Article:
Connecting The Dots To Eliminate Neglected Tropical Diseases

Neglected tropical diseases (NTDs), a group of poverty-related infectious diseases, affect 1 out of 2 people in Africa, and 1.5 billion people globally. These diseases are highly debilitating, can cause life-long disability and cost billions of dollars in developing countries. Many people have never heard of these diseases despite their human and economic costs.

Another astonishing part – the infection routes are preventable$17 billion worth of medicines have been committed by the pharmaceutical industry, between 2012 and 2020, and key interventions such as mass drug administration (MDA) are known to be effective. And yet, these diseases prevail among top causes of medical consultations and school absenteeism in affected countries. How can we connect the dots to see the end of NTDs in our lifetime?

The most affected populations live in poverty and lack adequate water sources and sanitation, putting them in close contact with infectious vectors. A report launched recently by the END Fund shows that the numbers are compelling. Over 1.5 billion people require treatment for intestinal worms, nearly 200 million suffer from river blindness and 856 million people are affected by lymphatic filariasis – one of the most painful and stigmatized diseases in the world.

The numbers are also undeniable as there are huge returns on investment. It costs less than $0.50 per year to treat someone with NTD medicines, and every dollar invested in NTD control and elimination results in $27 to $42 of economic benefit. Even more compelling, if the WHO’s 2020 goals for NTDs are met, Africa could save $52 billion by 2030 if the most prevalent NTDs are eliminated.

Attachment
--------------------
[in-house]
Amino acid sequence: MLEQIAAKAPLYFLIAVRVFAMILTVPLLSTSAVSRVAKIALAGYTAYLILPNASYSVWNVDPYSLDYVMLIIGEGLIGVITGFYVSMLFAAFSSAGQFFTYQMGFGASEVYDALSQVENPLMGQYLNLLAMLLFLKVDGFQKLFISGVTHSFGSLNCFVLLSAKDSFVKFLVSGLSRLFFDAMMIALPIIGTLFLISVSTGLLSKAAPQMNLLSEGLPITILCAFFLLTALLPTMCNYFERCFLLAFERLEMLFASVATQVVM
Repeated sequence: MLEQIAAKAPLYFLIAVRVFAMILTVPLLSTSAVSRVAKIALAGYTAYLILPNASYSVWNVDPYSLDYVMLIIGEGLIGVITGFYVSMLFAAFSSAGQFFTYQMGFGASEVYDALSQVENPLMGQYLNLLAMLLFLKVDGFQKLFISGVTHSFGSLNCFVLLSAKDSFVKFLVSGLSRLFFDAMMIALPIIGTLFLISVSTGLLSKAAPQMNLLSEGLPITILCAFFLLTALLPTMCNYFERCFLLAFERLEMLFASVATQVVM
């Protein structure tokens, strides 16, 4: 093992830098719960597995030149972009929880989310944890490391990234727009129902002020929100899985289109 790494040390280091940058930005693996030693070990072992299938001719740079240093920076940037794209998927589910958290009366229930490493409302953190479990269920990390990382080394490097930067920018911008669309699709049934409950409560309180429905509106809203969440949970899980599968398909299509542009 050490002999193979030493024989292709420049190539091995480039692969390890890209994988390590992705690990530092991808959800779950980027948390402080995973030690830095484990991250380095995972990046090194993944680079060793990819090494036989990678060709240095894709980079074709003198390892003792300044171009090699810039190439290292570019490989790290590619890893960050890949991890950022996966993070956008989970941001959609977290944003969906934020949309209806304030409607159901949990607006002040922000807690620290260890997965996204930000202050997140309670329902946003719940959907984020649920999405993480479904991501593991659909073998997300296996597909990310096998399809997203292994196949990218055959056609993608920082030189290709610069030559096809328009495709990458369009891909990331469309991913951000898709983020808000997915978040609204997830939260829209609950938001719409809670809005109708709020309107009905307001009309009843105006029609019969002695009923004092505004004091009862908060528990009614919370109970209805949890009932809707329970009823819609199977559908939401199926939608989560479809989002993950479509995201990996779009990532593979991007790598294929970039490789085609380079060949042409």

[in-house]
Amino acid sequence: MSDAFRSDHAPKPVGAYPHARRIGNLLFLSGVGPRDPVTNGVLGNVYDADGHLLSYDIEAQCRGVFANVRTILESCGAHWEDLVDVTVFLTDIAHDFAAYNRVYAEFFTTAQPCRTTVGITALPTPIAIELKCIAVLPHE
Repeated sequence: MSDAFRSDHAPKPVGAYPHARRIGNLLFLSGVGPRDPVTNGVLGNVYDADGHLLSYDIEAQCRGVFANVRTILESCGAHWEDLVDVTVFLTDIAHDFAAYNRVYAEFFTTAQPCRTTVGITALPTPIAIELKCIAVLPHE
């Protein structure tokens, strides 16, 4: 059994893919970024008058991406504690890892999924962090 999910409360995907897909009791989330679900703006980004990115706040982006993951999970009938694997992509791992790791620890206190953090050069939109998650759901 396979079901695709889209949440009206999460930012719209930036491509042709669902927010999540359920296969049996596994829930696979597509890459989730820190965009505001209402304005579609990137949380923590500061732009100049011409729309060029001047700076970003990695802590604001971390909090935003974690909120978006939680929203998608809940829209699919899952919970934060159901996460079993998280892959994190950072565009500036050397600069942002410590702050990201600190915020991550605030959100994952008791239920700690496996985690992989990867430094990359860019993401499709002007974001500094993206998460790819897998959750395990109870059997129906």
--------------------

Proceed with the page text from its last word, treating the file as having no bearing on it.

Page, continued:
Countries like Rwanda have made impressive strides in reducing the prevalence and incidence of NTDs. These countries have shown what is possible with strong partnerships and high-impact initiatives. To maintain the progress toward elimination, however, requires a focus on developing key partnerships and strategies. Beyond maintaining critical interventions like MDA and education around water, proper sanitation and hygiene, below are 5 key strategies to keep in mind:

  1. Sustainable solutions come from communities : affected populations understand constraints that impede prevention and control, and their active participation should be a priority for partners looking to close the gap in eliminating NTDs. Although this is not a new concept, efforts to empower these communities must be front and center and any sustainable strategy should align with their unique perspective. This implies developing strategies from within, with community members as implementers and not just recipients of programs. It is also important to include strategies for those already affected by lifelong disability due to NTDs leading to severe limitations to a productive livelihood and stigmatization.